You Talkin’ to Me?

woman hiding behind a folio

As we come out of isolation and social distancing, we’re interacting with others more than we have in a long time. There’s less working on the sofa in sweatpants and more heading to the office in pants with zippers. Are you finding post-COVID communication tricky…and your skills rusty? You’re not alone.

Nonetheless, being able to effectively communicate with your superiors, your coworkers and your staff members is essential in the workplace. If you’re thinking, “I’ve forgotten how to have a normal conversation with someone,” that’s valid. However, keep in mind that effective communication entails more than talking.

As Indeed shares in “Communication Skills for Career Success,” there are several types of communication. These include:

Verbal. Here’s where talking comes in. To speak effectively, speak with confidence. Avoid filler words, and use business jargon only when necessary. Speak clearly and loudly enough for others to hear you, and be sure not to ramble on.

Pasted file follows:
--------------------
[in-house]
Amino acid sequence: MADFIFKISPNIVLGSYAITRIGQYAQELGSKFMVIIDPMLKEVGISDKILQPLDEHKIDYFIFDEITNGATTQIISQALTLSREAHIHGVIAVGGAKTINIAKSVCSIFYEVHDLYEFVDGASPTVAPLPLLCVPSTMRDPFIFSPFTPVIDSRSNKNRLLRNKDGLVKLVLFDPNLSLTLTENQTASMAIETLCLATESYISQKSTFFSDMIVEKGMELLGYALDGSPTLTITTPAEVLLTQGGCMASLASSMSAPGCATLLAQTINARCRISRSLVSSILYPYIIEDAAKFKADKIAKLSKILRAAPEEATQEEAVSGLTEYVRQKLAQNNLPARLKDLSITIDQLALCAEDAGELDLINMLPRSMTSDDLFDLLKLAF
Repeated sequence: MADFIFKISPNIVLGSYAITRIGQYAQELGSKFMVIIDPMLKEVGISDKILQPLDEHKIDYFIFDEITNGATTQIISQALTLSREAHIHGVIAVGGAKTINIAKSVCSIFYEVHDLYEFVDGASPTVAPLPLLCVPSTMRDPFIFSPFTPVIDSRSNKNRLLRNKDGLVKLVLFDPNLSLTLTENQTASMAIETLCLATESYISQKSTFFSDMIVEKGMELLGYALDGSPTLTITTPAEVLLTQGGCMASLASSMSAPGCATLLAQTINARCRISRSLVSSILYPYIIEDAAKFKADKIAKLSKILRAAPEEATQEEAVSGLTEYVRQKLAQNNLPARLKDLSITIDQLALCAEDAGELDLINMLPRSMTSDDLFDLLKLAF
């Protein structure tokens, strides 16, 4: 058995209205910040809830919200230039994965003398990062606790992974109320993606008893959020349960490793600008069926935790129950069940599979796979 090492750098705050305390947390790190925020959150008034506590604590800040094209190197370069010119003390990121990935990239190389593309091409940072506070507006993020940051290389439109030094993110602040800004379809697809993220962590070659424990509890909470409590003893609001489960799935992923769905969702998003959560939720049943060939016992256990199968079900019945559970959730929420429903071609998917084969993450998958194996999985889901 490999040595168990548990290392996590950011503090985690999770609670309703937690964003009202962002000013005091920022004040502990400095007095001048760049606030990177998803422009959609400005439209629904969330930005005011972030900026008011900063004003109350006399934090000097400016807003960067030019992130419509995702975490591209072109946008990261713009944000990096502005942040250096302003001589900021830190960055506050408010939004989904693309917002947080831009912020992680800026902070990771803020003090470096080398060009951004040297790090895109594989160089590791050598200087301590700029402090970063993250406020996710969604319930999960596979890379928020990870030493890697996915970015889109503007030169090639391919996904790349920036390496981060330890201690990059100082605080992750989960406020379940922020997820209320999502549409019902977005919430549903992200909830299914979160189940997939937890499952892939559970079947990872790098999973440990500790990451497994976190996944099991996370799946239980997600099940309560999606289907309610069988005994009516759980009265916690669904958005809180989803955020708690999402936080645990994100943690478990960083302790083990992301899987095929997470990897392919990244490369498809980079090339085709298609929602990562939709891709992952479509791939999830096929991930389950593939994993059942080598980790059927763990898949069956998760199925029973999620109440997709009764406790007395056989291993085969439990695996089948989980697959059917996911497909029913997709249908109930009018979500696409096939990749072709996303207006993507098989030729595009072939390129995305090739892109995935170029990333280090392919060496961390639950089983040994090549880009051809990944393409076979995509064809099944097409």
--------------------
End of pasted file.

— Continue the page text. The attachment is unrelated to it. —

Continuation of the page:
Nonverbal. Your body language and facial expressions say a lot, without a sound. Whether you’re in a meeting or having a casual conversation with a colleague, maintain eye contact and respect personal space. Be mindful of your physical responses to what others say. If your arms are crossed, for example, you can appear to be unreceptive to what someone is saying. Leaning forward in your seat or nodding, on the other hand, conveys interest.

Written. When you’re putting things in writing at work, keep the writing simple and uncluttered. Use bullet points to highlight key points, as people tend to skim documents rather than read them from start to finish. Always, always proofread your work. Consider asking another team member to proofread your document as well for an additional quality assurance measure.

Want to shake the rust off your communication skills? We have a variety of communication courses you can take online, at your convenience. Choose from:

We offer an online Business Communications certificate program as well.

So dust off your office clothes and your communication skills. You’ll be ready to face the workplace with confidence.

Email us at to learn more.

Source: Indeed, Examples of Nonverbal Communication in the Workplace